HEALTH FAIL? More workers, but 50,000 patients kept waiting

ALMOST 50,000 patients were kept waiting longer than recommended in the state's emergency departments in August despite the government's health worker hiring spree.

The Palaszczuk Government has put on an extra 10,277 health workers and paramedics since it came to power in 2015, but the latest hospital snapshot shows workers are still struggling to meet targets, with huge numbers reporting they're burned out and overworked.

An Opposition analysis of August's figures, verified by The Courier-Mail, shows 16 of the most urgent "category one" patients - classed as in an immediately life threatening condition - weren't seen within the two-minute target across the state's emergency departments.

Among category two patients (imminently life threatening) 7200 were not seen within the recommended 10 minutes.

And of those classed as category three (potentially life threatening), 26,350 people waited longer than the 30-minute target time.

A further 13,599 ranked as (potentially serious) category 4 patients were not seen within the recommended hour.

Only 68 per cent of patients arriving by ambulance were transferred off-stretcher within 30 minutes.

Among those under the greatest ED stress were the Gold Coast University Hospital and Ipswich Hospital.

The figures follow revelations about the numbers of extra public servants, "executives" and "technical experts" hired by the Palaszczuk Government, which the Opposition says have not improved services, which were actually going backwards.

The Public Service Commission said of the extra 2865 employees on salaries of more than $129,000 a year hired between June 2015 and June 2018, 1556 were allied health workers, 823 were doctors, 152 were nurses, 10 were ambulance officers and 80 were in other "frontline roles".

But the Opposition questioned whether the new hires had made any difference.

"Queenslanders want to know why their schools and hospitals are going backwards despite this increased number of highly-paid executives," Opposition Deputy Leader Tim Mander said. Leader Deb Frecklington pointed to cuts to hospital building budgets, the bungled rollouts of the electronic medical records system (ieMR) and hospital ordering system S/4HANA and money wasted changing the name of the Queensland Children's Hospital.

"These shocking statistics are further evidence that patient care under Annastacia Palaszczuk is going backwards," she said.

Health Minister Steven Miles said hospitals were treating more people than ever, with 2.03 million presentations to EDs in 2018-19.

"This is mostly due to a growing and ageing population, more chronic disease and a federal LNP Government that has cut funding from our hospitals, abandoned aged care home residents, failed to provide affordable GPs and overseen private health insurance premium hikes," he said.

"That's why we're employing more nurses, midwives, doctors, paramedics, and health practitioners. If the LNP think there are too many public health workers, how many would they sack this time? Which doctors and nurses in which hospitals are being paid too much?"

It comes as the latest Working for Queensland survey of public servants, released last week, gives an insight into how health staff feel about their jobs. Nearly 40 per cent said they were "overloaded with work" and just over one third said they "feel burned out by my work".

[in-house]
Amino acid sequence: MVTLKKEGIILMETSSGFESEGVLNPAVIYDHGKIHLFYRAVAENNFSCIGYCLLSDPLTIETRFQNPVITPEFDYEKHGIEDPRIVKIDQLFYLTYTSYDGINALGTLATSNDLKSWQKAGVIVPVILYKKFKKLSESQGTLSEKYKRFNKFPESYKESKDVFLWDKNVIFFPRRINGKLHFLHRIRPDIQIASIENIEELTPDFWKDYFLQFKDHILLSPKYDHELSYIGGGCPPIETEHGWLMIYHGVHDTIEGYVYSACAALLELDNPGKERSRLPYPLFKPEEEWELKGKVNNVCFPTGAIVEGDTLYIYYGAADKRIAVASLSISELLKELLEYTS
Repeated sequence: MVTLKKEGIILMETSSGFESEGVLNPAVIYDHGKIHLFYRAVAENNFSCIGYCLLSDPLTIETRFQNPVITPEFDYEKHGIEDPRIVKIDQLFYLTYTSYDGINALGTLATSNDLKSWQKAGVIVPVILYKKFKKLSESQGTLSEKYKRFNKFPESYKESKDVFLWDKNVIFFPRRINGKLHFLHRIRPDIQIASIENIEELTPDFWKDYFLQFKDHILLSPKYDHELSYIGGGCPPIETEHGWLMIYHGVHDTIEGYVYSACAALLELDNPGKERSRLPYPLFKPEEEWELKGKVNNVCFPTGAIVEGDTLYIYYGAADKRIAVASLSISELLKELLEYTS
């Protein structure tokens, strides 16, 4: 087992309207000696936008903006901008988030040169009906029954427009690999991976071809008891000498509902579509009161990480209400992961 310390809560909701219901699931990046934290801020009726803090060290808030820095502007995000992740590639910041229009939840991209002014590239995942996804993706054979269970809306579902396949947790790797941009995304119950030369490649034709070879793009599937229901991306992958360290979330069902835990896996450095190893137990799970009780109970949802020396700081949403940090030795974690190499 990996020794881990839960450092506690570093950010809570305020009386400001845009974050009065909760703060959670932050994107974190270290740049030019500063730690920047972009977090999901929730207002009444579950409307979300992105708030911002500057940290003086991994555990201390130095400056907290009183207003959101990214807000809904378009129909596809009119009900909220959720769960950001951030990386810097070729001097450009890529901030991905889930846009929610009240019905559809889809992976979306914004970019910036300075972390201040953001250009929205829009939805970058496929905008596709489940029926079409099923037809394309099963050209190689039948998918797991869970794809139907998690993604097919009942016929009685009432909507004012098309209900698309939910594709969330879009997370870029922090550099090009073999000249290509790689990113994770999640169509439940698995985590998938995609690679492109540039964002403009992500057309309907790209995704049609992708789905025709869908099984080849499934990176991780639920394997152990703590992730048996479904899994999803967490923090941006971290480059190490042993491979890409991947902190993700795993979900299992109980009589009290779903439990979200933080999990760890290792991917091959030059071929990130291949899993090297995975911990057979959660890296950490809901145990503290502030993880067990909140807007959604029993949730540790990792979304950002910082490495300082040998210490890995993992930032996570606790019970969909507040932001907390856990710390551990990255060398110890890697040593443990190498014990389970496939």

Among the busiest and most stressed out were staff at Wide Bay, Central Queensland, Central West, Cairns and Gold Coast districts

Worryingly, 41 per cent of health and hospital staff said they did not feel confident that poor performance would be appropriately addressed in their workplace.

Of the 10,277 extra health workers employed since 2015, 5987 were nurses and midwives, 2020 were doctors, 1760 were health professionals and 510 were paramedics.


THERE has been little improvement in the results of a major statewide test that Year 12s have undergone over the past two years, despite thousands of new teachers being added to the workforce.

The number of students who received an A in the annual Queensland Core Skills Test in 2018 fell to 15.58 per cent - down from 17.84 per cent the year before. The number of students who received a B increased slightly from 27.3 per cent to 27.98 per cent during the same period.

The figures, released in Queensland Curriculum and Assessment Authority's annual report, also revealed ­students who received a C slightly increased from 34.12 per cent to 34.9 per cent.

Meanwhile, 4619 full-time equivalent teachers were ­employed in regional areas between December 2014 and June this year.

However, the Government could not say how many teachers it had employed since it came to power in 2015.

A new State of the Sector report, which this week revealed 33,091 public servants had been hired by the Government since 2015, also highlighted a 30 per cent explosion in executives and technical experts earning more than $129,000 a year, with the majority of those in health and education.

However, the Government yesterday did not explain how many of those positions were teachers and principals.

It comes less than two months after NAPLAN results were released, which revealed Queensland had gone backwards in more than half of all categories.

Students in the state also scored lower than the national average at every year level and in every subject.